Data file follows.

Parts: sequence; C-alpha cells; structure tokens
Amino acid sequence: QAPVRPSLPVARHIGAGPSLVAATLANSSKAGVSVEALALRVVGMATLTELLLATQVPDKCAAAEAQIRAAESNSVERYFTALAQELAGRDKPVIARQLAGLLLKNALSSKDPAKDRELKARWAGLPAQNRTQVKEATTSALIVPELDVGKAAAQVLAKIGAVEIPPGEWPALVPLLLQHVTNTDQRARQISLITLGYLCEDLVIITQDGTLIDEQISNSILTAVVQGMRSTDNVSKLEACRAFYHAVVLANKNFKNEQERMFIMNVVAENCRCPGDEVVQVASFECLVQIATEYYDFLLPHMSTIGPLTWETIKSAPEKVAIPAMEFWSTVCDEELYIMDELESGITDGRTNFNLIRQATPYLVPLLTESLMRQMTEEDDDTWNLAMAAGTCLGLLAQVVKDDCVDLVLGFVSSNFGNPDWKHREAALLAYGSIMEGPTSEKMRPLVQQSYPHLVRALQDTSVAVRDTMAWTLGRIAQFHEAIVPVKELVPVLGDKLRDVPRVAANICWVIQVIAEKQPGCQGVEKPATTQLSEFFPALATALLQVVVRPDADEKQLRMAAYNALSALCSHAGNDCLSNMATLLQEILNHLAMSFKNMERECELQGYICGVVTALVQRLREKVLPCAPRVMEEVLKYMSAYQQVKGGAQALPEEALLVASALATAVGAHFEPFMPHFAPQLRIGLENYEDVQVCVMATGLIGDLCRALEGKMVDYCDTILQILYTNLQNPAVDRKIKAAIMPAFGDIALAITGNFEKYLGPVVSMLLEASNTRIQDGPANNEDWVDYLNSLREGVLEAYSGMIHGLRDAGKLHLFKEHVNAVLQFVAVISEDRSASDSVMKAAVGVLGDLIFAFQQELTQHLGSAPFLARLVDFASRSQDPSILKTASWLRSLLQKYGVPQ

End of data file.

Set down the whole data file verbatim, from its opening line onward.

Parts: sequence; C-alpha cells; structure tokens
Amino acid sequence: QAPVRPSLPVARHIGAGPSLVAATLANSSKAGVSVEALALRVVGMATLTELLLATQVPDKCAAAEAQIRAAESNSVERYFTALAQELAGRDKPVIARQLAGLLLKNALSSKDPAKDRELKARWAGLPAQNRTQVKEATTSALIVPELDVGKAAAQVLAKIGAVEIPPGEWPALVPLLLQHVTNTDQRARQISLITLGYLCEDLVIITQDGTLIDEQISNSILTAVVQGMRSTDNVSKLEACRAFYHAVVLANKNFKNEQERMFIMNVVAENCRCPGDEVVQVASFECLVQIATEYYDFLLPHMSTIGPLTWETIKSAPEKVAIPAMEFWSTVCDEELYIMDELESGITDGRTNFNLIRQATPYLVPLLTESLMRQMTEEDDDTWNLAMAAGTCLGLLAQVVKDDCVDLVLGFVSSNFGNPDWKHREAALLAYGSIMEGPTSEKMRPLVQQSYPHLVRALQDTSVAVRDTMAWTLGRIAQFHEAIVPVKELVPVLGDKLRDVPRVAANICWVIQVIAEKQPGCQGVEKPATTQLSEFFPALATALLQVVVRPDADEKQLRMAAYNALSALCSHAGNDCLSNMATLLQEILNHLAMSFKNMERECELQGYICGVVTALVQRLREKVLPCAPRVMEEVLKYMSAYQQVKGGAQALPEEALLVASALATAVGAHFEPFMPHFAPQLRIGLENYEDVQVCVMATGLIGDLCRALEGKMVDYCDTILQILYTNLQNPAVDRKIKAAIMPAFGDIALAITGNFEKYLGPVVSMLLEASNTRIQDGPANNEDWVDYLNSLREGVLEAYSGMIHGLRDAGKLHLFKEHVNAVLQFVAVISEDRSASDSVMKAAVGVLGDLIFAFQQELTQHLGSAPFLARLVDFASRSQDPSILKTASWLRSLLQKYGVPQ